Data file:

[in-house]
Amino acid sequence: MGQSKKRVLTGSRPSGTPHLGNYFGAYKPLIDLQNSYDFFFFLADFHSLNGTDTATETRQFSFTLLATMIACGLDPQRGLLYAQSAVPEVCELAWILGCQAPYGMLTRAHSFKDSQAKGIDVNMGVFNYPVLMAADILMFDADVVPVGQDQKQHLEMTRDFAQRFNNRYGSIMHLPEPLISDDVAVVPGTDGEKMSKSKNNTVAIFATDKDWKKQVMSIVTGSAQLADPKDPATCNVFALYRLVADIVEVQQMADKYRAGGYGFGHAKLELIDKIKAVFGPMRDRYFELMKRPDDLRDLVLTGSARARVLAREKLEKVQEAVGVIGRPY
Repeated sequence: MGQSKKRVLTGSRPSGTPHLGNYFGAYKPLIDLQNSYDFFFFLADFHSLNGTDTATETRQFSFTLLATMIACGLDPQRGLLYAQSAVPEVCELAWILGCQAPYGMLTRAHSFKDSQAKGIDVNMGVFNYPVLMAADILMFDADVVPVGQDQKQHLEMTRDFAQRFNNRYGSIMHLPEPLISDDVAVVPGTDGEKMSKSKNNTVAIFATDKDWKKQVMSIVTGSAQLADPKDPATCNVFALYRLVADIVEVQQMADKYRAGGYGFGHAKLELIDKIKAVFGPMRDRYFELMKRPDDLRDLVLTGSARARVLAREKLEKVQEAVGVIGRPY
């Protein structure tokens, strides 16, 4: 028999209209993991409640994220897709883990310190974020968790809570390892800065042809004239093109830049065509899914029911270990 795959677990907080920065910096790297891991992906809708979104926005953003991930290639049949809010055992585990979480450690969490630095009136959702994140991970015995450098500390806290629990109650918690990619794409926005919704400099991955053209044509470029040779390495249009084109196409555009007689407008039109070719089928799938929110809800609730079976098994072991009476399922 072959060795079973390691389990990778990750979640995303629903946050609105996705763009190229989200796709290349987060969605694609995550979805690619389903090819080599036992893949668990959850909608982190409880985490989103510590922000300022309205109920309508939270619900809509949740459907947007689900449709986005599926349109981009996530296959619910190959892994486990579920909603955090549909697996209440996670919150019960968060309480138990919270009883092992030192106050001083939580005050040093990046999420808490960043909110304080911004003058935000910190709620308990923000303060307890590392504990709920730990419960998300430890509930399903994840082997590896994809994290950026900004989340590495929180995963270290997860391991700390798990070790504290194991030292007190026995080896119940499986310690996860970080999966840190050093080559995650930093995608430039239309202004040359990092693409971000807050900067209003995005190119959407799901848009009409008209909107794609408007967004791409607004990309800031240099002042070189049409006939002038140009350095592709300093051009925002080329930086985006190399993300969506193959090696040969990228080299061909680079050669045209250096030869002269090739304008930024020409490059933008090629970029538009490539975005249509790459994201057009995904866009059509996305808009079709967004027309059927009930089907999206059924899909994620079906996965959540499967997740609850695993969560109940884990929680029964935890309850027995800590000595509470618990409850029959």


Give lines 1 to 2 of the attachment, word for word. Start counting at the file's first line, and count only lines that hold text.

[in-house]
Amino acid sequence: MGQSKKRVLTGSRPSGTPHLGNYFGAYKPLIDLQNSYDFFFFLADFHSLNGTDTATETRQFSFTLLATMIACGLDPQRGLLYAQSAVPEVCELAWILGCQAPYGMLTRAHSFKDSQAKGIDVNMGVFNYPVLMAADILMFDADVVPVGQDQKQHLEMTRDFAQRFNNRYGSIMHLPEPLISDDVAVVPGTDGEKMSKSKNNTVAIFATDKDWKKQVMSIVTGSAQLADPKDPATCNVFALYRLVADIVEVQQMADKYRAGGYGFGHAKLELIDKIKAVFGPMRDRYFELMKRPDDLRDLVLTGSARARVLAREKLEKVQEAVGVIGRPY